Picking the Perfect White Paint
White is one of the most frequently used paint colors, and yet it is also one of the most difficult to get right. If you have ever browsed the aisles of your local paint store looking for a basic white paint, you may have been surprised to find hundreds of swatches. How do you pick one that will look right in your space? Today we will be exploring the world of undertones to help you identify your perfect white paint.
What is an Undertone?
Recognizing the dominant tone of a color is easy. We quickly classify colors into larger groups like red, blue, white, and so on. But what happens if you line up several swatches of the same color? Let’s say we are looking at red paint swatches. Collected in a group one red looks redder, one looks like a blue-red, and another looks orange-red. The subtle variations you see between these swatches are the color’s undertone.
Identifying undertones can be tricky, especially when you have a single color swatch in isolation. Color experts are often experienced enough to identify the undertone of a color without needing to compare it to another. The average person though will have an easier time recognizing undertones by collecting swatches in the same color family.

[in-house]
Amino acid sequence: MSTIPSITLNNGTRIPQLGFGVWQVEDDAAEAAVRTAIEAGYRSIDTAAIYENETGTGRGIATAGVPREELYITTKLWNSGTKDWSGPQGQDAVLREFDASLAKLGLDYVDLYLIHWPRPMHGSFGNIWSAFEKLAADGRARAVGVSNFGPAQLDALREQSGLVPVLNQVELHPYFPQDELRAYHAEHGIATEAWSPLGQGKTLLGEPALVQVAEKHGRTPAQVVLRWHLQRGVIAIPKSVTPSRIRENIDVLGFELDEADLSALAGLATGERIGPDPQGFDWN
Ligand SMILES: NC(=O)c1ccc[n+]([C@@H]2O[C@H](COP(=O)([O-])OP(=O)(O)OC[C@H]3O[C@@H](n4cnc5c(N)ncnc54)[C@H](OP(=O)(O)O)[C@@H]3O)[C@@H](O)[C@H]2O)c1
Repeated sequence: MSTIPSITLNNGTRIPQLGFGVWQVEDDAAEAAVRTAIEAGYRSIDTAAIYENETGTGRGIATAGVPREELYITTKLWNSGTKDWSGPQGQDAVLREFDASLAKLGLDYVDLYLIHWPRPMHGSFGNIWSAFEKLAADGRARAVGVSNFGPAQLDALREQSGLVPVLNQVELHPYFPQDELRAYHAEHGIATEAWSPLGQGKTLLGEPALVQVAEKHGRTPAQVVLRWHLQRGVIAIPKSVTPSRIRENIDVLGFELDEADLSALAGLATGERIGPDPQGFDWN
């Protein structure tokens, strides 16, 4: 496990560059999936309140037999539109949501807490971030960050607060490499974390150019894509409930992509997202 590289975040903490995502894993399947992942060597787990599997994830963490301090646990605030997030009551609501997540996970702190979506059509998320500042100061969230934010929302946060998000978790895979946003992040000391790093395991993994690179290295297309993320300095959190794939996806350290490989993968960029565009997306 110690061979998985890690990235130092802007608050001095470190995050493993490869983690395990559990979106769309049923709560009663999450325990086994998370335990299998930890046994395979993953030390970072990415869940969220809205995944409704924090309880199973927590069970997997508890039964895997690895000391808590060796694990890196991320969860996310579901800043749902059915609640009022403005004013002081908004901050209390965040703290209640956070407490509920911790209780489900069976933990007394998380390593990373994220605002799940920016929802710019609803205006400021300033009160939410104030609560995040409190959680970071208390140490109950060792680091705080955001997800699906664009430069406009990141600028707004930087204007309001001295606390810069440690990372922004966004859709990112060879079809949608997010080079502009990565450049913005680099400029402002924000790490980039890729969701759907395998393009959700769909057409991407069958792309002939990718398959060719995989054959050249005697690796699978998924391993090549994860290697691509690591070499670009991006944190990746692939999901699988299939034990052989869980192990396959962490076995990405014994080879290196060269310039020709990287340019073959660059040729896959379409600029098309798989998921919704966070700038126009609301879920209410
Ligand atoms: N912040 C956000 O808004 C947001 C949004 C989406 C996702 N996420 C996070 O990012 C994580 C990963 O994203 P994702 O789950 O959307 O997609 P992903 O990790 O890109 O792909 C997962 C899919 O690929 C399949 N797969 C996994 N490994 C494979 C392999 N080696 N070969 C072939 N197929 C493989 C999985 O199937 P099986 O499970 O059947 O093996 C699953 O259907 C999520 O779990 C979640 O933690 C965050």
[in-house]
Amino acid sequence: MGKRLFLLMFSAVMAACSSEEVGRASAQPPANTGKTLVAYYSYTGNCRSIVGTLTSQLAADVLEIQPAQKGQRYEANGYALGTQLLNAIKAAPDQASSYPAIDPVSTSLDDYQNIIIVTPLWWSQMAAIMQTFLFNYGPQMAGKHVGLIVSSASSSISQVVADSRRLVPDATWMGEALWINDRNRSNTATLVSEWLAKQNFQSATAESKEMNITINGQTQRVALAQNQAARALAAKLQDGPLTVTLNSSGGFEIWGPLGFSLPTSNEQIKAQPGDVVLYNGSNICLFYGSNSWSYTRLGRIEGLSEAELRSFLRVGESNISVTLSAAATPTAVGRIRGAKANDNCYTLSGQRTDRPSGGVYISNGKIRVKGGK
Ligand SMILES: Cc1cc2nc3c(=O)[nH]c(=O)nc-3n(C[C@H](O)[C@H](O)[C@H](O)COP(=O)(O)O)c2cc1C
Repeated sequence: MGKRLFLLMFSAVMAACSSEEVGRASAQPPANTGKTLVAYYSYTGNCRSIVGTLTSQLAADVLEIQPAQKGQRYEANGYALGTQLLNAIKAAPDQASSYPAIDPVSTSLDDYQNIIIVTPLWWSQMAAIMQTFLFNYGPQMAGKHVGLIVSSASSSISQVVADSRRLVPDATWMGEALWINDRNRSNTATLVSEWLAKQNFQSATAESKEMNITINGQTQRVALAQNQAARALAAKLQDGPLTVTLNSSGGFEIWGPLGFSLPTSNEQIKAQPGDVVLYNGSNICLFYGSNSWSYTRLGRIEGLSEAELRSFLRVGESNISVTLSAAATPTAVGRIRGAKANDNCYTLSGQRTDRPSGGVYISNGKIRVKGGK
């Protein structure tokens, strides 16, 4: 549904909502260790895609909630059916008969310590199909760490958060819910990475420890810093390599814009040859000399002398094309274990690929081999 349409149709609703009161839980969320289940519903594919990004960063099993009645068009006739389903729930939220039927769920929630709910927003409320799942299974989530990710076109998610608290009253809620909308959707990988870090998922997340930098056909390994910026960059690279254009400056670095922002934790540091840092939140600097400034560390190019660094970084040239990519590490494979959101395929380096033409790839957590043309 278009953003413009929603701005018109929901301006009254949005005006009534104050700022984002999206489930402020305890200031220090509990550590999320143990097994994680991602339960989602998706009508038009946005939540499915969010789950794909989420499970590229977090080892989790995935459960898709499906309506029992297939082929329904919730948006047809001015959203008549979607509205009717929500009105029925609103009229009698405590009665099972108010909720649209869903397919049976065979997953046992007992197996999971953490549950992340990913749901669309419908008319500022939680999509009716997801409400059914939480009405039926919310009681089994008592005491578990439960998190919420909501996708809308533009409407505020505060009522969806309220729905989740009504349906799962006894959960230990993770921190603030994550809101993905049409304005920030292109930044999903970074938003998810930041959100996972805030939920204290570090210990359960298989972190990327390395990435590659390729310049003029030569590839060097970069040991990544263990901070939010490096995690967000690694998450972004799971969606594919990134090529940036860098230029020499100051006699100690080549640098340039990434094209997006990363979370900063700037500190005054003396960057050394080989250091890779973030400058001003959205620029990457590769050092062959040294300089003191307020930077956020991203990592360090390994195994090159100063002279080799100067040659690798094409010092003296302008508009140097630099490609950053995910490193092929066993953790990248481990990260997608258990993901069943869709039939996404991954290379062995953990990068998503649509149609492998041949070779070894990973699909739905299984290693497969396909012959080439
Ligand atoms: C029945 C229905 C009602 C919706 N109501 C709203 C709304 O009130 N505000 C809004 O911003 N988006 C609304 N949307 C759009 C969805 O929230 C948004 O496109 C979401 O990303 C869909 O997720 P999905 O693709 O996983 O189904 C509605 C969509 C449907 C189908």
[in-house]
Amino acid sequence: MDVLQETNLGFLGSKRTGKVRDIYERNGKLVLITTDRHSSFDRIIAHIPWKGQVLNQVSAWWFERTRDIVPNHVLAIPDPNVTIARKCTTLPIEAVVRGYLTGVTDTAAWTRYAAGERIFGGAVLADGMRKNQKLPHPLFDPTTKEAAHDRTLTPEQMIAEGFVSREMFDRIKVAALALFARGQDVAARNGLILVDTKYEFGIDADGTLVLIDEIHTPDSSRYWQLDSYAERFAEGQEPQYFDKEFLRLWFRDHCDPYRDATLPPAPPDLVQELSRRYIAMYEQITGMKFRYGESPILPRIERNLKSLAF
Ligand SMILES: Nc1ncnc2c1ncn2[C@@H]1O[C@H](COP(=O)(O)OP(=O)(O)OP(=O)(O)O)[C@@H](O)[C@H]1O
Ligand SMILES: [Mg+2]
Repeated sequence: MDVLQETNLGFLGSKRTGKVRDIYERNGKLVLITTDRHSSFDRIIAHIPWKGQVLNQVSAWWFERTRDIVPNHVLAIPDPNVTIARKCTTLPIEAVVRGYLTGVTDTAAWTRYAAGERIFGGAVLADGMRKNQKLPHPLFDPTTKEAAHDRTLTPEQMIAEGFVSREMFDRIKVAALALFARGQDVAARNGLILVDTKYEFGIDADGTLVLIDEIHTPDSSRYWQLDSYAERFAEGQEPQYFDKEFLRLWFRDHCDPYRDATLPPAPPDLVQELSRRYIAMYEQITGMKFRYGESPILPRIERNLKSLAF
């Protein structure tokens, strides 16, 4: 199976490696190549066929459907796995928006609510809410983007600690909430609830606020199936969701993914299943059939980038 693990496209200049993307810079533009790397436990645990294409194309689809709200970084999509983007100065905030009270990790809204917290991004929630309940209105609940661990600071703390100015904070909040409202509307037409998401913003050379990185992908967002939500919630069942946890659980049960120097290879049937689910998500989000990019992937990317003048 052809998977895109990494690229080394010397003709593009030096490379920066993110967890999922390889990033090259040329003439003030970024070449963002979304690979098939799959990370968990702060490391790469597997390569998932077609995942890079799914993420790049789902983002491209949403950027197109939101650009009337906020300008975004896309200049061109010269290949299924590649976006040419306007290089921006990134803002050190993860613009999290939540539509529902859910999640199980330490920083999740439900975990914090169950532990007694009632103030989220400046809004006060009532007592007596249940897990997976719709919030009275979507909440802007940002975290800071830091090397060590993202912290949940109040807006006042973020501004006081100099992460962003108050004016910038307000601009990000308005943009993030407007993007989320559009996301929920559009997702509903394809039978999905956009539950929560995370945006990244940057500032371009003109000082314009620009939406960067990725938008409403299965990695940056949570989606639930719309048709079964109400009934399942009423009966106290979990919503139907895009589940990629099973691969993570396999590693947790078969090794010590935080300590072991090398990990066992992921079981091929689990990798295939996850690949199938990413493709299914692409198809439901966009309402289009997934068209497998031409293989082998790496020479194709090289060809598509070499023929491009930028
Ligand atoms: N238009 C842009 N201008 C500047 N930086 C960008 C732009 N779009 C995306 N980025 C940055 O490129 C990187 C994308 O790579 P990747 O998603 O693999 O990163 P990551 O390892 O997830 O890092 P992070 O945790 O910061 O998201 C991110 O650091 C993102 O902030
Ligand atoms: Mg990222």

Cool White vs. Warm White
One of the first things you will notice when you have a small collection of white paint samples is that some whites appear warmer in color while others look cooler. Cooler whites tend to have blue undertones. Warmer whites have yellow undertones. The biggest decision you will make with white paint is whether you want a cool or warm white.
As a general rule of thumb cool whites tend to feel very bright, and they often look great in modern spaces. The one complaint people sometimes have about cool whites is that they can make a room feel cold. If you are looking to make your room feel comfortable and especially inviting a cool white probably is not the right choice for your space. Warm whites have a creamy appearance. They make rooms feel incredibly inviting and are often recommended for older spaces.
We always recommend that you test paint swatches in the room you plan to paint. You will want to pay attention to how the color shifts in natural light vs. artificial light. There are no hard and fast rules in decorating, but we often find that white is best suited to rooms with plenty of natural light. (This article has some very helpful tips for figuring out if your space will look good with white paint.)
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